The miracle of life is pondered deeply, if not always clearly, in this philosophical treatise.
If “to be or not to be” is the question, then these fragmented musings have a ready, albeit somewhat belabored, answer: “Right now, rather than never existing, Rather than having already ceased to exist, I exist.” That dichotomy between being and nothingness can seem rather obvious, and perhaps the nameless author harps on it too often. (“To never exist—do you understand what this would mean?...You would not be alive now. You would not have been alive previously. Nor would you ever live.”) Little by little, however, the author molds the theme into more complex ideas: the importance of cultivating individual experience and judgment rather than blindly accepting conventional wisdom; the duty to respect others and understand their viewpoints; the oneness of all beings and the kinship of all people; the desirability of living in the moment. Finally, the meditation converges on an arresting insight that unites existence to meaning: Without living beings, the author reasons, there are no experiences, perceptions or sensations to be registered, and “everything would be totally oblivious, dead, to everything”; it is only awareness of consciousness, then, that confers “innate value” on existence. The author conveys these ideas in a simple, aphoristic prose that’s readable but tends toward the abstract. At times, though, the writing achieves a kind of lyricism, as in a passage that asks readers to imagine themselves “seeing something from many sides…falling from the sky with multiple raindrops simultaneously; floating and shifting with numerous clouds at the same moment.” At their best, the author’s ruminations get at profound questions—What does it mean to be one thing instead of another? Would the world exist if there were no one to behold it?—that every child (and many a philosopher) has puzzled over.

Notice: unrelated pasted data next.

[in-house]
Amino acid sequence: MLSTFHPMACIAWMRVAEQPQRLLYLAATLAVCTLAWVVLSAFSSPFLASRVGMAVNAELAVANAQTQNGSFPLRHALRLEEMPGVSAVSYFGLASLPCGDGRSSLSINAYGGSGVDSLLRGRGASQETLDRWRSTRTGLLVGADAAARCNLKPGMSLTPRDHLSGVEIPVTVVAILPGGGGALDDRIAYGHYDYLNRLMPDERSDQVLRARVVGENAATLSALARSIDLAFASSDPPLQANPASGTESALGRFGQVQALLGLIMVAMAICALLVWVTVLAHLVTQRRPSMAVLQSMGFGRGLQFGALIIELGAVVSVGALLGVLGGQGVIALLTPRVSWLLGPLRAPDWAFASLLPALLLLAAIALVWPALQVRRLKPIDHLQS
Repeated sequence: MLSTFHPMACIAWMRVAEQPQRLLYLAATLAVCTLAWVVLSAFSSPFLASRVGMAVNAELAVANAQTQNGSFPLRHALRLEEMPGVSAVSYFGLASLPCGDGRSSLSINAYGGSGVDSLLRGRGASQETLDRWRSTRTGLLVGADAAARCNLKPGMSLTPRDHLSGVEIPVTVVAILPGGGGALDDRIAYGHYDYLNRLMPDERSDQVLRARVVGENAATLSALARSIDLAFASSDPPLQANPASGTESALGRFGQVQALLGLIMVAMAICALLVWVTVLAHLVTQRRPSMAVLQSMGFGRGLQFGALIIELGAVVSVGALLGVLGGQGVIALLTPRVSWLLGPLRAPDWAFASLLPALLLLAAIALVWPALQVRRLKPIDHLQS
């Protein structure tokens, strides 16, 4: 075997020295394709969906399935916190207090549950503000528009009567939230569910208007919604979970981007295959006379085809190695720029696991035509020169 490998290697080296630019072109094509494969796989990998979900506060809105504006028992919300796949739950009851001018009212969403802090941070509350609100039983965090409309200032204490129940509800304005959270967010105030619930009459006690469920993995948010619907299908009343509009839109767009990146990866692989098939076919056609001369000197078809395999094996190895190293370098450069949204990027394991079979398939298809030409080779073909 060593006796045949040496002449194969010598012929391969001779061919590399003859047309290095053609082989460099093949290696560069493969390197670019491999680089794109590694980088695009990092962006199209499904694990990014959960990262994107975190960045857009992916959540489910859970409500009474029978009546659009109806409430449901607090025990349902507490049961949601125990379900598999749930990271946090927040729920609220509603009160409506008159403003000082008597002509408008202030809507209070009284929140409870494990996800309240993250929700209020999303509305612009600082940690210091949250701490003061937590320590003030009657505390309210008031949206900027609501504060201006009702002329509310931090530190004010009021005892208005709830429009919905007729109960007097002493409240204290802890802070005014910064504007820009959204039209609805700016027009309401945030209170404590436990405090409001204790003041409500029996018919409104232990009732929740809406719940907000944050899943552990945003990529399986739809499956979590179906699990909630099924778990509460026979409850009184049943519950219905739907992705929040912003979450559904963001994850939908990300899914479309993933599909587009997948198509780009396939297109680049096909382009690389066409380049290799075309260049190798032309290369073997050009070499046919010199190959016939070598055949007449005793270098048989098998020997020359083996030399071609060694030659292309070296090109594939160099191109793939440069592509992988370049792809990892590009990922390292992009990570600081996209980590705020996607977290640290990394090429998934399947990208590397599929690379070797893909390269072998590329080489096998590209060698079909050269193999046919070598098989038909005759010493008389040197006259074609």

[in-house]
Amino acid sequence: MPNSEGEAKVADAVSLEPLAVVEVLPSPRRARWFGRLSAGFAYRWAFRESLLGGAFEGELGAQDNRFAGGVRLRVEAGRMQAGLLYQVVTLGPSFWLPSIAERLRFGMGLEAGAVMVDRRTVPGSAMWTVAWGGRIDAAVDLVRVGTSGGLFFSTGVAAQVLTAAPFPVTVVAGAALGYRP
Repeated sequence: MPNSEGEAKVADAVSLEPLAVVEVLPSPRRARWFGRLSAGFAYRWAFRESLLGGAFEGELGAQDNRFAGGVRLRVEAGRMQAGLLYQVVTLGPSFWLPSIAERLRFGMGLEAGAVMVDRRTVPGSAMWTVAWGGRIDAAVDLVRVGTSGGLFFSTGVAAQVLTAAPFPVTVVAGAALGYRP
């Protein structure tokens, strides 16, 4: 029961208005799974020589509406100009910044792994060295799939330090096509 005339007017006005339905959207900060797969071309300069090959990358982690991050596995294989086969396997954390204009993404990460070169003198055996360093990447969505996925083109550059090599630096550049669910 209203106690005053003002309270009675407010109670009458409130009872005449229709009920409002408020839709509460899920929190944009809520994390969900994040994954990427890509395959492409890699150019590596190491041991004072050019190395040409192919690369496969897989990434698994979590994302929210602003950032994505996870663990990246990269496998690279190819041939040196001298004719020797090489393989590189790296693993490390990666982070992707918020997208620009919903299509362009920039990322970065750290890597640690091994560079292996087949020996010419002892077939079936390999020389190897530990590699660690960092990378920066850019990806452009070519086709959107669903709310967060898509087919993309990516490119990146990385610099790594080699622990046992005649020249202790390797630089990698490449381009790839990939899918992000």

Intermittently intriguing pensées on some very basic conundrums.